– The IEA has also said that capital investment in renewables, expressed at constant values, was lower last year (at $304bn) than it was back in 2011 ($314bn). Even allowing for reductions in unit cost, this reinforces the observation that renewables capacity simply isn’t growing rapidly enough.

    – In 2018, output of electricity generated from renewable sources increased by 314 TWH (terawatt hours), but total energy consumption grew by 938 TWH, with 457 TWH of that increase – a bigger increment than delivered by renewables – sourced from fossil fuels.

    The latter observation is perhaps the most worrying of all. Far from replacing the use of fossil fuels in electricity supply, additional output from renewables is failing even to keep pace with growth in demand.

    Morgan observes that the construction rate of renewable energy is proportional to available subsidies. I would add that subsidies are made possible by surplus wealth, and surplus wealth is made possible by affordable fossil energy, and so as fossil energy depletes we will build less renewable energy. Thus there will be no transition to anything other than a medieval lifestyle, at best.

    The deceleration in the rate at which renewables capacity and output are being added seems to be linked to decreases in subsidies.


  4. Tim Watkins elaborates on the same issue…

    Put simply, there is not enough Planet Earth left for us to grow our way to sustainability. The only option open to us is to rapidly shrink our activities and our population back to something that can be sustained without further depleting the planet we depend upon. Continue with business as usual and Mother Nature is going to do to us what we did to the dodo and the passenger pigeon. Begin taking some radical action – which still allows the use of some resources and fossil fuels – to switch from an economy of desires to one of needs and at least a few humans might survive what is coming.

    The final problem, though, is that very few people – including many of those who protest government inaction on the environment – are prepared to make the sacrifices required. Nor are our corporations and institutions prepared to forego their power and profits for the greater good. And that leaves us with political structures that will inevitably favour business as usual.

    So no, I don’t hate “renewables” – I just regard those who blithely claim that we can deploy and use them to replace fossil fuels without breaking a sweat to be as morally bankrupt as any climate change denying politician you care to mention. There is a crash on the horizon, the likes of which we haven’t seen since the fourteenth century. When the energy cost of securing energy – whether fossil fuel, nuclear or renewable – exceeds the energy cost of sustaining the system; our ability to take mitigating action will be over. Exactly when this is going to happen is a matter of speculation (we should avoid mistaking inevitability for imminence). Nevertheless, the window for taking action is closing fast; and promising Bright Green utopias as we slide over the cliff edge is not helping anybody.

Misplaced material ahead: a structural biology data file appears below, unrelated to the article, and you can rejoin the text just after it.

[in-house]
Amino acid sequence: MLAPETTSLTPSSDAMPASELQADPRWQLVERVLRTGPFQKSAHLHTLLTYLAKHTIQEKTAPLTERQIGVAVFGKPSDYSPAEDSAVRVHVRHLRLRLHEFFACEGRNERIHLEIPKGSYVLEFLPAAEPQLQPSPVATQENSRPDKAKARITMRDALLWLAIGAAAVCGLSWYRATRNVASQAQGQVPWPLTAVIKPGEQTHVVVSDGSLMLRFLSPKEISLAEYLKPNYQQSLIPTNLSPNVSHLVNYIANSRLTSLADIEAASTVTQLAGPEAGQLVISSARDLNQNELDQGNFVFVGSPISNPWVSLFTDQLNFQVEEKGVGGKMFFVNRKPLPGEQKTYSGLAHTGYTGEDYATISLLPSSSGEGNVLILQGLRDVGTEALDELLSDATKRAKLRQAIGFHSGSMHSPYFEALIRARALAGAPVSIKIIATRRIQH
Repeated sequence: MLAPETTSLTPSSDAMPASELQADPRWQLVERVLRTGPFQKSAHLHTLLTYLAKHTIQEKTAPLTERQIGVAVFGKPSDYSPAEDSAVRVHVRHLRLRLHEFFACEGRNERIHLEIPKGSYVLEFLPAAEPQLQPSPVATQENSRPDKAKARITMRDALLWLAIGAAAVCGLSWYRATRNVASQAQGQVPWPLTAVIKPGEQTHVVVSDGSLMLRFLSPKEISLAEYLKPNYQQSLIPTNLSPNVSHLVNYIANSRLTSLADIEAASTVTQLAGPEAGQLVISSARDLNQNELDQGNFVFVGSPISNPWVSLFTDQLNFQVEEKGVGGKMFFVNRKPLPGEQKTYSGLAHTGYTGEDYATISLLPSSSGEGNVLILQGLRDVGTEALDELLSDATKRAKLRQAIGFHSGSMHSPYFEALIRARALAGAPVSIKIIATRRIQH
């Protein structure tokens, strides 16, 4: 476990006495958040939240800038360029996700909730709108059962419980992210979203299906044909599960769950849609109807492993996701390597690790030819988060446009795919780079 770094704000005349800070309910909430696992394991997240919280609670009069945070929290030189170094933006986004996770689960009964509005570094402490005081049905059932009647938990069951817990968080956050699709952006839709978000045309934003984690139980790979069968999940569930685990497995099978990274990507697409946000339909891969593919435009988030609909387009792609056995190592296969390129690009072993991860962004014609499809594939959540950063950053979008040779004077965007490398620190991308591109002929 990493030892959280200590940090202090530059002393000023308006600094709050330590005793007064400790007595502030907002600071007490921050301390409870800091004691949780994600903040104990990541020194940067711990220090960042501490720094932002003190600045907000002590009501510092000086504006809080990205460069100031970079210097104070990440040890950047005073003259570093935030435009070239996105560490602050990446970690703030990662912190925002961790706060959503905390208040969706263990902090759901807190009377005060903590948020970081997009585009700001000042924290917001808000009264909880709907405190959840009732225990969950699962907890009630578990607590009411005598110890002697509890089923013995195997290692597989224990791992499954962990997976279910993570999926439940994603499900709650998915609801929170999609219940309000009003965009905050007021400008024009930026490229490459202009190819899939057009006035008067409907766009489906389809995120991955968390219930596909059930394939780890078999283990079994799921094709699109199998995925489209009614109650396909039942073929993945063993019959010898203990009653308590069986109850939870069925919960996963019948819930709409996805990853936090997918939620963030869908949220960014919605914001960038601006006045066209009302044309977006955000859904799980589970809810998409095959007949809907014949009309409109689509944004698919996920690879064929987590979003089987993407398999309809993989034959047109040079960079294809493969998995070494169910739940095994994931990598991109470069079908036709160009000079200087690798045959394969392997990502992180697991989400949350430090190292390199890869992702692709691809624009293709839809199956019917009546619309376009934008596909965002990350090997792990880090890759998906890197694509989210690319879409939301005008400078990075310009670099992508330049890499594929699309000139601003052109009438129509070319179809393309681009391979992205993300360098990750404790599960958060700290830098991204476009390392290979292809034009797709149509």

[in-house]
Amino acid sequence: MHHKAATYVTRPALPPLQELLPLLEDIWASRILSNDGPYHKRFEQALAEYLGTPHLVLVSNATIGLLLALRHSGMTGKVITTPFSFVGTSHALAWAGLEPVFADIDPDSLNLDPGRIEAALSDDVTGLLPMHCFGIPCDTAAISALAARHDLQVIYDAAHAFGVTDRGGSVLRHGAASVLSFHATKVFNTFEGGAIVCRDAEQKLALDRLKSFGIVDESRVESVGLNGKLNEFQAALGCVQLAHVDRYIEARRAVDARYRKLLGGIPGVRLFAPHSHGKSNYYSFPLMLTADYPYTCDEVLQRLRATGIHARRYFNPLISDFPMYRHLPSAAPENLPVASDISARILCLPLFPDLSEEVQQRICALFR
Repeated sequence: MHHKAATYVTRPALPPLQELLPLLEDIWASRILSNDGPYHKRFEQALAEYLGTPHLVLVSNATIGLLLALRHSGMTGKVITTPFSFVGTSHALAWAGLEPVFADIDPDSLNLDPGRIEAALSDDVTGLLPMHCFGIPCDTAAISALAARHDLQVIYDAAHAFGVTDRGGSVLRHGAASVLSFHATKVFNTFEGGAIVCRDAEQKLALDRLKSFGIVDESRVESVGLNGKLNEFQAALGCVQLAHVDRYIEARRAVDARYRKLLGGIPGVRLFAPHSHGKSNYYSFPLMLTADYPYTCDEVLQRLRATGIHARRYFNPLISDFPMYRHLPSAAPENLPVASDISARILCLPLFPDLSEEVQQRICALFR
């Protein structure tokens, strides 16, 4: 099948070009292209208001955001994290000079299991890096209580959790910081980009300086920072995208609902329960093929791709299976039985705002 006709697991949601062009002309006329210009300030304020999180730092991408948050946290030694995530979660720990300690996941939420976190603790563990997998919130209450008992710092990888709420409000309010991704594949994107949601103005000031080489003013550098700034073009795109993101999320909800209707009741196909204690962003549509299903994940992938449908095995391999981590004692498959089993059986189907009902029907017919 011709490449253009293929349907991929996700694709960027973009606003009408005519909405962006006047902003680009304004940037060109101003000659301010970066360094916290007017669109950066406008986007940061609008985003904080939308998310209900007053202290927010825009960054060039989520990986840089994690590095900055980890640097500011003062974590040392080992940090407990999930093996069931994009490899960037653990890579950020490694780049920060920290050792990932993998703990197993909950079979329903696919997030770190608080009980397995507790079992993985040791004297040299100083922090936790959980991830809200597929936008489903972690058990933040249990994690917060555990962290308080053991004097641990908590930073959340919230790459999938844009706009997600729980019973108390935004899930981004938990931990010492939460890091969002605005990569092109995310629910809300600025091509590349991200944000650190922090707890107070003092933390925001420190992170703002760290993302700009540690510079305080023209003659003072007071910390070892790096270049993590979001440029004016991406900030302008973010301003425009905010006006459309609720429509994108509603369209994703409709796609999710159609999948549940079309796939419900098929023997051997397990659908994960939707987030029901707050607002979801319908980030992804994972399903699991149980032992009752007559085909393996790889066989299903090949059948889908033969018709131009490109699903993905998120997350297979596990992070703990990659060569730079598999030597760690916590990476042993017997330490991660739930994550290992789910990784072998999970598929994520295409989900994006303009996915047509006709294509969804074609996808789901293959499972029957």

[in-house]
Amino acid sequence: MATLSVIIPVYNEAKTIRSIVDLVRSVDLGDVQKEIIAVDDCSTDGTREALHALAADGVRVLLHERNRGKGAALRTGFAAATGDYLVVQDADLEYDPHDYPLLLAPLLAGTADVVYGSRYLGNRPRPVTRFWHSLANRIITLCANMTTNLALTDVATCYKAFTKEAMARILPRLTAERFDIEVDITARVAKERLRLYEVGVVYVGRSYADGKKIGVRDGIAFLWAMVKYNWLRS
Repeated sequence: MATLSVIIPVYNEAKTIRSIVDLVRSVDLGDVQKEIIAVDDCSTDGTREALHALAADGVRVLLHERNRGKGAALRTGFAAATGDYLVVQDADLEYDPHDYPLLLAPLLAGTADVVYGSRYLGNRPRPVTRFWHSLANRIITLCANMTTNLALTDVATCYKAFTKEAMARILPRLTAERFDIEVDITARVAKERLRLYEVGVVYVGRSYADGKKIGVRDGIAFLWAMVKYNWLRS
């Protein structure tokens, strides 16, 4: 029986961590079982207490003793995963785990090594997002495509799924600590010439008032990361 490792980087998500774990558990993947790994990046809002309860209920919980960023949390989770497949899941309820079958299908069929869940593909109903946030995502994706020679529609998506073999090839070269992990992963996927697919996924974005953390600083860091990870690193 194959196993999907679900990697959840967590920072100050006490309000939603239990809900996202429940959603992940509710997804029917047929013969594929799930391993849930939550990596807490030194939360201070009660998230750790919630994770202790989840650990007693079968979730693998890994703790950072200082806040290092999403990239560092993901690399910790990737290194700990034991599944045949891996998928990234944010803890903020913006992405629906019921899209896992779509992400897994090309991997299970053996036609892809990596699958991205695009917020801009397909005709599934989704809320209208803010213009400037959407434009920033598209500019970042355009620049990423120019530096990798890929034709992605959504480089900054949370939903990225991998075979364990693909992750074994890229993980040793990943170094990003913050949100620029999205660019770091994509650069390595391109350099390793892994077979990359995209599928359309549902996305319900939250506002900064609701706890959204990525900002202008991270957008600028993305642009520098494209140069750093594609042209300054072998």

5. Germany is one of the few countries in the world that has made an honest effort to reduce carbon emissions by switching to non-fossil energy. Alice Friedemann explains that Germany’s program has failed, as will any other country that tries to run a modern civilization on PV and wind. The underlying physics won’t permit it. Rapid population reduction is the only useful policy for reducing future suffering.

    The goal of Energiewende was to make Germany independent of fossil fuels. But it hasn’t worked out. The 29,000 wind turbines and 1.6 million PV systems provide only 3.1% of Germany’s energy needs and have cost well over 100 billion Euros so far and likely another 450 billion Euros over the next two decades. And much more than that when you add in the extra cost of maintaining fossil generation systems to back up the lack of wind and sunshine from seconds to weeks.

    Other news about Energiewende:

    – Germany’s Federal Audit Office has accused the federal government of having largely failed to manage the transformation of Germany’s energy systems (Energiewende program), and will miss its targets for reducing greenhouse gas emissions, energy consumption and the share of renewable energy in transport.
    – At the same time, policy makers had burdened the nation with enormous costs. The audit further concluded that the program is a monumental bureaucratic nightmare.
    – The build-up of renewables benefited from more than $800 billion in subsidies.
    – The country has not just been burning coal; it has been burning lignite, one of the dirtiest fuels on the planet. In fact, in 2016, seven of the 10 worst polluting facilities in Europe were German lignite plants.
    – When it’s windy and bright, the grid is so flooded with power that prices in the wholesale market sometimes drop below zero.
    – Transport consumes 30 percent and mining & manufacturing 29% of Germany’s power, but for each, only 4 percent of its energy comes from renewables. Households use 26% of power, but only 13% of it comes from renewables, and Trade, commerce and services 15% but just 7% renewables.
    – Germany’s carbon emissions have stagnated at roughly their 2009 level. The country remains Europe’s largest producer and burner of coal, which generates more than one-third of Germany’s power supply. Moreover, emissions in the transportation sector have shot up by 20 percent since 1995 and are rising with no end in sight